The performance of research studies to evaluate drugs in children are critical for determining the safety and efficacy of medications in children. …Without proper drug studies in children, children may not benefit from and may even be harmed by drugs that are available to adults. Also, certain disorders affect children primarily, necessitating drug testing on appropriately aged subjects. It is morally imperative, therefore, to formally study drugs in children so that they can enjoy appropriate access to existing and new therapeutic agents” 1

CRDO form a group of network resources for scientists worldwide working on children’s rare diseases. We can provide free research funding, early research guide, advice of making promising research findings to useful and beneficial drugs to treat the patients.  The experts in the network will provide scientific and research guidance, regulatory and clinical strategy, business advice, and ultimate help to bring promising drugs to the needed children.

Reference:

  1. Robert E. Shaddy, MD, Scott C. Denne, MD and The Committee on Drugs and Committee on Pediatric Research. PEDIATRICS Vol. 125 No. 4 April 2010, pp. 850- 860

Children’s rare diseases and disease search

In the U.S., a condition is considered a rare disease if it affects fewer than 200,000 people nationwide at any given time.  The Office of Rare Diseases Research at the National Institutes of Health reports that there are approximately 7,000 rare diseases known today, and sometimes a diagnosis of a rare disease can take months or even years. Among them are approximately ten million children who are affected by a rare disease. Many rare children’s disease does not have a known treatment at this time for several reasons. Most of the clinical research studies do not address the specific pediatric populations, and children’s rare disease patients are few and located in various geographic areas. Additionally, many rare diseases do not have a clear underlying cause.  This makes research in this year more critical.

The definition of children’s rare disease is that (A) the disease is a serious or life-threatening disease in which the serious or life-threatening manifestations primarily affect individuals aged from birth to 18 years, including age groups often called neonates, infants, children, and adolescents {and} (B) The disease is a rare disease or condition per US law definition.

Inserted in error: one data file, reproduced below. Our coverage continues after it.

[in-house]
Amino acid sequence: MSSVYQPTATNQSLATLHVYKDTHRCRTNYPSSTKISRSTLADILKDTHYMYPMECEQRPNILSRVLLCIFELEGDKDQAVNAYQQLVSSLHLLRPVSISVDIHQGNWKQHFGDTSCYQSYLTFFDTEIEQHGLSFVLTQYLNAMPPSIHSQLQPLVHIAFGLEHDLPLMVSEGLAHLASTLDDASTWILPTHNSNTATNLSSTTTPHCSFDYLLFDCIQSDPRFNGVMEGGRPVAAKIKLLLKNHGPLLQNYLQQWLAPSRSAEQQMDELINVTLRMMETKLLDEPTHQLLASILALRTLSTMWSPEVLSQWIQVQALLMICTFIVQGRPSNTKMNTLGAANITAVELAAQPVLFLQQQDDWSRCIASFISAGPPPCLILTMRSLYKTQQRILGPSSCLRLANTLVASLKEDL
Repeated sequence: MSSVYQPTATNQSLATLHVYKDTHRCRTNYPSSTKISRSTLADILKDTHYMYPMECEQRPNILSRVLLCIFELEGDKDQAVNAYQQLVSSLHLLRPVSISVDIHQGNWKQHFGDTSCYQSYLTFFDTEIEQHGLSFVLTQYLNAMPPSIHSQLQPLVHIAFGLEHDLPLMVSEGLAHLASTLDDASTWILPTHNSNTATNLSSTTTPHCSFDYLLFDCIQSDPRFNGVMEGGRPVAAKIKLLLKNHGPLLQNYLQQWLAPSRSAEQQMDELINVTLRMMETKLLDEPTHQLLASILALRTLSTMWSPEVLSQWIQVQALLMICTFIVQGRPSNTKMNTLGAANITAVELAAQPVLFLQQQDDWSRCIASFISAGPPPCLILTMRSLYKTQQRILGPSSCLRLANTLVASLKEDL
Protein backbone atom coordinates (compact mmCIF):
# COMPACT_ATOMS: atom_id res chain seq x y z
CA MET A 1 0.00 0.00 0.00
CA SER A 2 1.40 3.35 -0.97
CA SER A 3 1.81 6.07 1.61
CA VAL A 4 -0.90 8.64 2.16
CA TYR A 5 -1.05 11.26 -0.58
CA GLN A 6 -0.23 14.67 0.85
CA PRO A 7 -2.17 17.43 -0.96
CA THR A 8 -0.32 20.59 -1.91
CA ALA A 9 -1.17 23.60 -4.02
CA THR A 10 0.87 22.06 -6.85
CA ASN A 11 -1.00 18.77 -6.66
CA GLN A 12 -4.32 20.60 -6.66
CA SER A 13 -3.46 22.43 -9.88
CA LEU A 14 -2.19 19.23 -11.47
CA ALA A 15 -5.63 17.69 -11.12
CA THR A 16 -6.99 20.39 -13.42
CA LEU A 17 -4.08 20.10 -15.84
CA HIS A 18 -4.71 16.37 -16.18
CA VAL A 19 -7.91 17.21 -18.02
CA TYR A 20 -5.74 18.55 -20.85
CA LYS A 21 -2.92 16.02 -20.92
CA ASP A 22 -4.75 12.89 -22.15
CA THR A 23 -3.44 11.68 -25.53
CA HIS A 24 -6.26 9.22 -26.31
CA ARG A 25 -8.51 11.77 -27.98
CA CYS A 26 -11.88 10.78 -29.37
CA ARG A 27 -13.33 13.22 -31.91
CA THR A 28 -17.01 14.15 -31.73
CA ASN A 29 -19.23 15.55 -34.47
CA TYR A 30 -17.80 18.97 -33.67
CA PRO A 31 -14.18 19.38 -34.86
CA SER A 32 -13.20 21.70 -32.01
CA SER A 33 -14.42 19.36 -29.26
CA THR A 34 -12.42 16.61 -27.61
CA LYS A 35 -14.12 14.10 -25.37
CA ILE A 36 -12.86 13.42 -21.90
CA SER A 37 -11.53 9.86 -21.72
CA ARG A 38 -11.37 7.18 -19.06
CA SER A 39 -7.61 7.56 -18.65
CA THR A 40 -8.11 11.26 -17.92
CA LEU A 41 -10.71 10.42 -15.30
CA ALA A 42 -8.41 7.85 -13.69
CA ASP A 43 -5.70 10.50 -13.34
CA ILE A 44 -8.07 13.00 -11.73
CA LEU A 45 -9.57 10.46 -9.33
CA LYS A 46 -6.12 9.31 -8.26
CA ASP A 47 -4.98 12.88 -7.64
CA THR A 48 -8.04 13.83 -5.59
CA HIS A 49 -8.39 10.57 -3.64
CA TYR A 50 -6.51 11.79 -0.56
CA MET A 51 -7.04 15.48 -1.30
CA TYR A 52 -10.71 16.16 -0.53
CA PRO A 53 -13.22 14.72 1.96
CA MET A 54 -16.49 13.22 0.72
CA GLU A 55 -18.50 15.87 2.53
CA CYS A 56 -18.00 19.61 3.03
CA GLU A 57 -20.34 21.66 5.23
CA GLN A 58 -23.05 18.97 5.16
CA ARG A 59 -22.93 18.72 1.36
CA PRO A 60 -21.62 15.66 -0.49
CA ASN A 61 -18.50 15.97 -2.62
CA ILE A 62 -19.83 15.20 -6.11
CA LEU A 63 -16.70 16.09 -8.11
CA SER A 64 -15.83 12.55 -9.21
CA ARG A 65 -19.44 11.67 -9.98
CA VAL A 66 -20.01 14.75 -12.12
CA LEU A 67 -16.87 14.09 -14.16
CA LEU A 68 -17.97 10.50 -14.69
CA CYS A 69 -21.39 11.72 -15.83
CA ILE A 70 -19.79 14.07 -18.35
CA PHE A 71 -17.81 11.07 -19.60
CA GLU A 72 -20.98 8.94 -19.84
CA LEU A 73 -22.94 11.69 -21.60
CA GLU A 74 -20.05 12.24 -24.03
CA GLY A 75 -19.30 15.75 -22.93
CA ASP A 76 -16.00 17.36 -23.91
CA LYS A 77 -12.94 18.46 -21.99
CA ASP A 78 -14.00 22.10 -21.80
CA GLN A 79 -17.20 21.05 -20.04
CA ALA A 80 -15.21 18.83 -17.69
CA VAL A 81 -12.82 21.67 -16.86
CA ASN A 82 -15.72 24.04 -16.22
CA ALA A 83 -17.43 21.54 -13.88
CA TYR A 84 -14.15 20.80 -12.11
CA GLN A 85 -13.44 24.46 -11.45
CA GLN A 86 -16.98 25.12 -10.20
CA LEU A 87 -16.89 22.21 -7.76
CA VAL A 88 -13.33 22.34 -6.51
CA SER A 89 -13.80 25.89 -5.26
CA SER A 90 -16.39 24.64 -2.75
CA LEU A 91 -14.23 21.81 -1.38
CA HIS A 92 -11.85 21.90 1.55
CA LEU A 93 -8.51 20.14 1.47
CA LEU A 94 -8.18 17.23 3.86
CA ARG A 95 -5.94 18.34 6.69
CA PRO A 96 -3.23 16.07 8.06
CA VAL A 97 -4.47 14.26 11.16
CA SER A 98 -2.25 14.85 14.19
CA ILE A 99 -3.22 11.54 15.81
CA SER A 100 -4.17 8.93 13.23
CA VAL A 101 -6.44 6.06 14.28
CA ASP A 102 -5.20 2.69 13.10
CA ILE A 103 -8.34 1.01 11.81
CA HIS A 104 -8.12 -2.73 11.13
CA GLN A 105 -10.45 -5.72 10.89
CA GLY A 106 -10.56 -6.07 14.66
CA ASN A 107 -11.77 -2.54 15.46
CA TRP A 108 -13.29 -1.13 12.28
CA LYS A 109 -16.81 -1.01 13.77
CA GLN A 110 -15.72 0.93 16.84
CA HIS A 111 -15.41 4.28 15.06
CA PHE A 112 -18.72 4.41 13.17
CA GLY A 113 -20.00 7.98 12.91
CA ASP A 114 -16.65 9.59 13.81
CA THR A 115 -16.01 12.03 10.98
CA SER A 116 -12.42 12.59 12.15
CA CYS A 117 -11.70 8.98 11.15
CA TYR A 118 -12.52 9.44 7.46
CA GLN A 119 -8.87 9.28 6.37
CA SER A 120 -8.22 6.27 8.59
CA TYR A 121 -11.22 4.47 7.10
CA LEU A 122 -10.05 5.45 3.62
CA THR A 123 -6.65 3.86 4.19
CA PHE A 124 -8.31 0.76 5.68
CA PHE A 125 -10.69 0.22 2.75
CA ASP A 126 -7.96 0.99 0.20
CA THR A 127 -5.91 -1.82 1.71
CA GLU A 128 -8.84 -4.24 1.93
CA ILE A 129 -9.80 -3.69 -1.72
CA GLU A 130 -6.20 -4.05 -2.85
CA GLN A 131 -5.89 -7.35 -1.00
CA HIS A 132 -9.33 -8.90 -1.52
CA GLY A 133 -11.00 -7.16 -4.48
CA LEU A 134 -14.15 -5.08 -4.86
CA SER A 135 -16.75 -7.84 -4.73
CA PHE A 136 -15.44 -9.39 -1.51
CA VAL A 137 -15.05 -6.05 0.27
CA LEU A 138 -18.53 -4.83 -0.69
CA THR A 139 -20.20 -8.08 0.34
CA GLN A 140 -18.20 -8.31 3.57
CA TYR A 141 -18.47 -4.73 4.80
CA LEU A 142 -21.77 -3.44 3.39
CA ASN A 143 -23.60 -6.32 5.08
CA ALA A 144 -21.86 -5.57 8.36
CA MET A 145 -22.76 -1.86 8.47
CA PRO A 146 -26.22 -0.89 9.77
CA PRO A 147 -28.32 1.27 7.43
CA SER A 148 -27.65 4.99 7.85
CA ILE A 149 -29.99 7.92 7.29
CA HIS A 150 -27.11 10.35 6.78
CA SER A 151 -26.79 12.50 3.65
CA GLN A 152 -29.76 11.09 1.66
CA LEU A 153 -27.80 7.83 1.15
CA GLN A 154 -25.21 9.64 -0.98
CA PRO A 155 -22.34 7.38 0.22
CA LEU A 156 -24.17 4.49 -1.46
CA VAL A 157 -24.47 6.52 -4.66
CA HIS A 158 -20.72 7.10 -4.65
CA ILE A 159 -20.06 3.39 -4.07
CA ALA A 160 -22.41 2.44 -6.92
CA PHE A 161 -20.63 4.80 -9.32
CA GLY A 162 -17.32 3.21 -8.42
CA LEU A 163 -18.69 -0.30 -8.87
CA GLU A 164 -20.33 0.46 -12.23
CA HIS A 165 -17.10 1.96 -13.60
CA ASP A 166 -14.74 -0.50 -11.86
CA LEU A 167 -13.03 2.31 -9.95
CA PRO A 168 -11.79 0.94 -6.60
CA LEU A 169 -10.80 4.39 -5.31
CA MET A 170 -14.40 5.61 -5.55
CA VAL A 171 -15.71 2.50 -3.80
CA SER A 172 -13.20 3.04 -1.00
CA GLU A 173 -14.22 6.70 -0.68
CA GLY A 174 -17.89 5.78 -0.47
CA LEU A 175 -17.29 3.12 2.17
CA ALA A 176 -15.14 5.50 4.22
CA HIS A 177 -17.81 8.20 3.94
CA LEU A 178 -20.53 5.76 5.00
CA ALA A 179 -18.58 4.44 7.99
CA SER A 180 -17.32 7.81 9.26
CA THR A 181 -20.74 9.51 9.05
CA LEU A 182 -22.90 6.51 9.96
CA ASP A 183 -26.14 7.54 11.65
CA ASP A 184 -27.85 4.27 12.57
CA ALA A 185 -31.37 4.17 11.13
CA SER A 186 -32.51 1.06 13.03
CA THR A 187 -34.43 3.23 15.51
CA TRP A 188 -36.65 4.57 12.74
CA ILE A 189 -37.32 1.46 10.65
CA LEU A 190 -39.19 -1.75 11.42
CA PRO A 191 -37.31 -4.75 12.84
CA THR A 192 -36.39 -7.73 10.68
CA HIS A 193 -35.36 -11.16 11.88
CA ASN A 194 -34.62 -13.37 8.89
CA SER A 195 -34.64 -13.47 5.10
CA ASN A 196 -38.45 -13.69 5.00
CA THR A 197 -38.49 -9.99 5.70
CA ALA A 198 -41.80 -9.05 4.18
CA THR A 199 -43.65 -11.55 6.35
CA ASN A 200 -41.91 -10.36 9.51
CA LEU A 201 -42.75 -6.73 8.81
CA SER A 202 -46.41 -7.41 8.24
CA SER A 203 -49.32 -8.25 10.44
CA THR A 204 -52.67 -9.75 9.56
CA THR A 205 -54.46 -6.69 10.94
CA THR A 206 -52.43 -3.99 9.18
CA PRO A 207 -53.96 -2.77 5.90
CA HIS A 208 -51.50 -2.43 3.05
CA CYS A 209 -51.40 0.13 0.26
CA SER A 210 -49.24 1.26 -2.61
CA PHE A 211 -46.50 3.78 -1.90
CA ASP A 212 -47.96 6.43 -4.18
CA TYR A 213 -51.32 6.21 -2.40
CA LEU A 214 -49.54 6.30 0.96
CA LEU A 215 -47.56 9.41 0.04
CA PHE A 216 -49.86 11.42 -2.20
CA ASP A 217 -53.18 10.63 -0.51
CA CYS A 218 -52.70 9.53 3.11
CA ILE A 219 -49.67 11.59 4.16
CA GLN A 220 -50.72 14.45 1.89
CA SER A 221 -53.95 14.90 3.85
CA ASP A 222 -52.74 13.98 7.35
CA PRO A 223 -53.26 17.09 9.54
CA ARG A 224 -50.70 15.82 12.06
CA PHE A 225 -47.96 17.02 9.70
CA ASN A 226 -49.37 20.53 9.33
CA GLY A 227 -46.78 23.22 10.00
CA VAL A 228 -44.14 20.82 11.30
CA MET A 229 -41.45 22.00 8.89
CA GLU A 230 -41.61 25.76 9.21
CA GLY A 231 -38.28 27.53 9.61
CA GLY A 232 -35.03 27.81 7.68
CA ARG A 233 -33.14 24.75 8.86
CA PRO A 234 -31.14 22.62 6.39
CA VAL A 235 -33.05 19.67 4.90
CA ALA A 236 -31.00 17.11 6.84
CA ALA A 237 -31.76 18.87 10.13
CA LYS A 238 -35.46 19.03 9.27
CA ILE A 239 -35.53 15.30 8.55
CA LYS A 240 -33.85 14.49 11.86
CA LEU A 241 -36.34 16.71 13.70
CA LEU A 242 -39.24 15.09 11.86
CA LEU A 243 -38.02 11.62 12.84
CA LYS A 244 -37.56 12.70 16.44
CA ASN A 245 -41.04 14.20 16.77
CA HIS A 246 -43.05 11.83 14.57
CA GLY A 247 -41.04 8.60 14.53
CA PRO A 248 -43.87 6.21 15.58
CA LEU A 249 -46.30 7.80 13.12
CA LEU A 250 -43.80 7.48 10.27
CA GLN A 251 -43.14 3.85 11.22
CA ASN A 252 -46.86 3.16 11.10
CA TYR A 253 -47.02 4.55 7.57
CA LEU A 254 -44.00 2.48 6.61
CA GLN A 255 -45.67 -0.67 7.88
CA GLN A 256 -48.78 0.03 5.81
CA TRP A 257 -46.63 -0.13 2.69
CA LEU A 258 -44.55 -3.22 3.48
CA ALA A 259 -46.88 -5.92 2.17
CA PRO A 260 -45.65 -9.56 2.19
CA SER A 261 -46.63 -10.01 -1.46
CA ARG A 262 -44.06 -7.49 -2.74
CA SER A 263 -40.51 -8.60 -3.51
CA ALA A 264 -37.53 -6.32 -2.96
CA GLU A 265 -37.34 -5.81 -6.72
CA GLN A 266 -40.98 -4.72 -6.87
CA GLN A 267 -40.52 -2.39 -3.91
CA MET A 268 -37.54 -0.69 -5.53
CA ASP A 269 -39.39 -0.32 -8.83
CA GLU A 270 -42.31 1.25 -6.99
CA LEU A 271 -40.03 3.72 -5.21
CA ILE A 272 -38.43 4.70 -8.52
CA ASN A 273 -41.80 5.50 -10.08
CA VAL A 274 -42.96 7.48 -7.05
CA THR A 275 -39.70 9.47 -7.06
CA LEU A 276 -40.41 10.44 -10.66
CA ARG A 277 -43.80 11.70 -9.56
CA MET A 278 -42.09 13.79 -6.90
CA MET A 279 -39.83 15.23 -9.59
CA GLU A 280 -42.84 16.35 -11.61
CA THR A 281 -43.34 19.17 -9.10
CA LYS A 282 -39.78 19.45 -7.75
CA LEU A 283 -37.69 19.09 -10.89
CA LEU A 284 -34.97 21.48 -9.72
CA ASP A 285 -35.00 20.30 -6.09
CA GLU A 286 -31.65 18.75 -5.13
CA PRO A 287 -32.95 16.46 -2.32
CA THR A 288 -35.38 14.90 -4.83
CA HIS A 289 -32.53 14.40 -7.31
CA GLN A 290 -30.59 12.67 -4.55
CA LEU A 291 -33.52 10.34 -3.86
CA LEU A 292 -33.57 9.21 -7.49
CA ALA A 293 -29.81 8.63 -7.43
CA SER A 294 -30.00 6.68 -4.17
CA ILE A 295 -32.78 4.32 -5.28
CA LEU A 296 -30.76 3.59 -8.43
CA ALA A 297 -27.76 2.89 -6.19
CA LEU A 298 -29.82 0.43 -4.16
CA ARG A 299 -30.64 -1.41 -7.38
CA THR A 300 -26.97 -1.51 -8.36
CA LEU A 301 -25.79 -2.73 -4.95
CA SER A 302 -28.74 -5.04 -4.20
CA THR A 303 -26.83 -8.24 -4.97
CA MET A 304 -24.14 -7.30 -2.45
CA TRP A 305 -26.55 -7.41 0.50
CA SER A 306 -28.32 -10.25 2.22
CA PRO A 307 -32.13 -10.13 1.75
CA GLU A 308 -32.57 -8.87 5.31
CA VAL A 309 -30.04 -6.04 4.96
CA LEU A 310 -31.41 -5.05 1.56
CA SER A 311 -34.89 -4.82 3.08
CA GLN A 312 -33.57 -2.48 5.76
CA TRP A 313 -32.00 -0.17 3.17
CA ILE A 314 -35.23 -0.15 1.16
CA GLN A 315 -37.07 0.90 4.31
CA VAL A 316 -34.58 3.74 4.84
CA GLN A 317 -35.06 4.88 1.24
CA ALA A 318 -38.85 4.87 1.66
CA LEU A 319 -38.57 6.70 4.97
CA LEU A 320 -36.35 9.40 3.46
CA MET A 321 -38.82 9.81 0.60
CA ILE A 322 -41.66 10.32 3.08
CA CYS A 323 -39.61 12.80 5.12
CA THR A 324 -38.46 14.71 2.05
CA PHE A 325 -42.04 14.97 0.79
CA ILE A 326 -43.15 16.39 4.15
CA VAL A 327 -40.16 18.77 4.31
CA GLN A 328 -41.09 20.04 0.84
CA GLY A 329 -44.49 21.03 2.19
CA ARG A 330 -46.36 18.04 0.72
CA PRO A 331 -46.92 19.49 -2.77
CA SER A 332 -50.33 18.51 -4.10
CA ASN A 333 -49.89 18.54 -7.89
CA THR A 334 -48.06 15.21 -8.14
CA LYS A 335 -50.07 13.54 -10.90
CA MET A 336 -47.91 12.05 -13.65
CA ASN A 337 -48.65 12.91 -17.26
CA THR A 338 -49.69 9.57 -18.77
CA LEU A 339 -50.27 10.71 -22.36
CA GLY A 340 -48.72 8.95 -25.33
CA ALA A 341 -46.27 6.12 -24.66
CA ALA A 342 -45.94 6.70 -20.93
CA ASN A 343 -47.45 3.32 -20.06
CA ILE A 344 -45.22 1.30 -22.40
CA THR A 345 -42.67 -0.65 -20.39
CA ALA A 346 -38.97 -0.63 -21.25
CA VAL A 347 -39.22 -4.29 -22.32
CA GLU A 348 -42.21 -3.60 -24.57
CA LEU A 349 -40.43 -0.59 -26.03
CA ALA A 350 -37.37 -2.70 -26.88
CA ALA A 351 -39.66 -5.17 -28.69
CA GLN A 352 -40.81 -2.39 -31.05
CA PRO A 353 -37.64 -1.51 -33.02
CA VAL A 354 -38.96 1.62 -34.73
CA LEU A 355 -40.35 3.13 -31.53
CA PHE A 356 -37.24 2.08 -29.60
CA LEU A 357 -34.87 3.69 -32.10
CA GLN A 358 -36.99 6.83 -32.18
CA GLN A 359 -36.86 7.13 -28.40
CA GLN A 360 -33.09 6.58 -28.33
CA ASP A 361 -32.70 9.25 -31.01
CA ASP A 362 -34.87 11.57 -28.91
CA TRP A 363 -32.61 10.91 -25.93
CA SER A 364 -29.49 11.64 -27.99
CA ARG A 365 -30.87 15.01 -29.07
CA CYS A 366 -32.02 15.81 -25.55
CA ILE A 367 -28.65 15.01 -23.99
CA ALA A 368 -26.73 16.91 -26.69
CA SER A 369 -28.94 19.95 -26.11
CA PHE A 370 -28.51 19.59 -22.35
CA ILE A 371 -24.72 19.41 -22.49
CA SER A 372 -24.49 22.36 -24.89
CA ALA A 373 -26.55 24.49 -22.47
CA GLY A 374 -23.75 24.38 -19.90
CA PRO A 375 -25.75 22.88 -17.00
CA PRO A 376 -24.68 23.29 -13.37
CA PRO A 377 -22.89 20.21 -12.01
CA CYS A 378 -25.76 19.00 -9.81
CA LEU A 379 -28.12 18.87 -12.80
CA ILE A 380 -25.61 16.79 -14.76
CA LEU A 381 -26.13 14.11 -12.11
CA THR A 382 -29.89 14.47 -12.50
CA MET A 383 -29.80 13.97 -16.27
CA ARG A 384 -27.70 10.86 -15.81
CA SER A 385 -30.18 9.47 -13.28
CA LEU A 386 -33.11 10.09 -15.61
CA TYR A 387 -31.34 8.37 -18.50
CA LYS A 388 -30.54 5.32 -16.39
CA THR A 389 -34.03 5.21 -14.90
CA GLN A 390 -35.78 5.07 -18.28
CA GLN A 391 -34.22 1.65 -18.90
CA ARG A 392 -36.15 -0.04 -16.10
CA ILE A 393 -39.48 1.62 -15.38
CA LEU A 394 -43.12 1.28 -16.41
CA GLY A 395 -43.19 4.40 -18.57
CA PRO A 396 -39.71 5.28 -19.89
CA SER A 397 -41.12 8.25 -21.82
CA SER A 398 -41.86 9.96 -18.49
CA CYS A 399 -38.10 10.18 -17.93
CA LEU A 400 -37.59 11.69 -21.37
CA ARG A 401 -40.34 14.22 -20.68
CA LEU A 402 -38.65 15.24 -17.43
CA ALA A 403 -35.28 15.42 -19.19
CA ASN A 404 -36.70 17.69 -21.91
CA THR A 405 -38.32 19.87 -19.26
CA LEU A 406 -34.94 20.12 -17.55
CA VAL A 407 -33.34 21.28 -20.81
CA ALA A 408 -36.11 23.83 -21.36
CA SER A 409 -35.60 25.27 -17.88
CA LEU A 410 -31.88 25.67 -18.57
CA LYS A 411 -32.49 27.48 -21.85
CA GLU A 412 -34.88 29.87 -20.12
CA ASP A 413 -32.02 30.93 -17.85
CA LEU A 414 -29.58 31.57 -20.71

Some examples of children’s rare disease are:

•Batten Disease

•Biliary Atresia

•CANDLE Syndrome

•Childhood Interstitial Lung Disease

•Duchenne muscular dystrophy

•Krabbe Disease

•Neuroblastoma

Please follow the following link to search for all the children’s rare diseases.

Browse A-Z | Genetic and Rare Diseases Information Center (GARD) – an NCATS Program (nih.gov)

FDA rare pediatric disease designation and awards

The FDA regulates all the drug clinical development and approval in the U.S, and provide support and incentive to promote the interest in developing rare pediatric diseases. All the sponsors can apply for rare pediatric disease designation and entitled its associated benefits including, may not limited to, clinical development tax credit, potential waive of the marketing application fee, and 7 years of marketing exclusivity.

Most of all, the sponsor of a human drug for a rare pediatric disease may be eligible for a valuable voucher that can be used to obtain a priority review for a subsequent human drug.

 For updated information for incentive for rate pediatric diseases, please check FDA website at

https://www.fda.gov/industry/developing-products-rare-diseases-conditions

 Request for Rare Pediatric Disease designation should be sent to:

The Office of Orphan Products Development (OOPD)

Food and Drug Administration

WO32-5295

10903 New Hampshire Avenue

Silver Spring, MD  20993-0002

Or using email orphan@fda.hhs.gov during the Covid-19 pandemic time.

Priority review voucher

Under Section 529 to the Federal Food, Drug, and Cosmetic Act (FD&C Act), FDA will award priority review vouchers to sponsors of rare pediatric disease product applications that meet certain criteria. Under this program, a sponsor who receives an approval for a drug or biologic for a “rare pediatric disease” may qualify for a voucher that can be redeemed to receive a priority review of a subsequent marketing application for a different product. On December 27, 2020, the Rare Pediatric Disease Priority Review Voucher Program was extended. This voucher is transferable and allows the owner to use the voucher to redeem the priority review of any drug marketing application. For details, please check FDA guidance:

https://www.fda.gov/industry/developing-products-rare-diseases-conditions/rare-pediatric-disease-rpd-designation-and-voucher-programs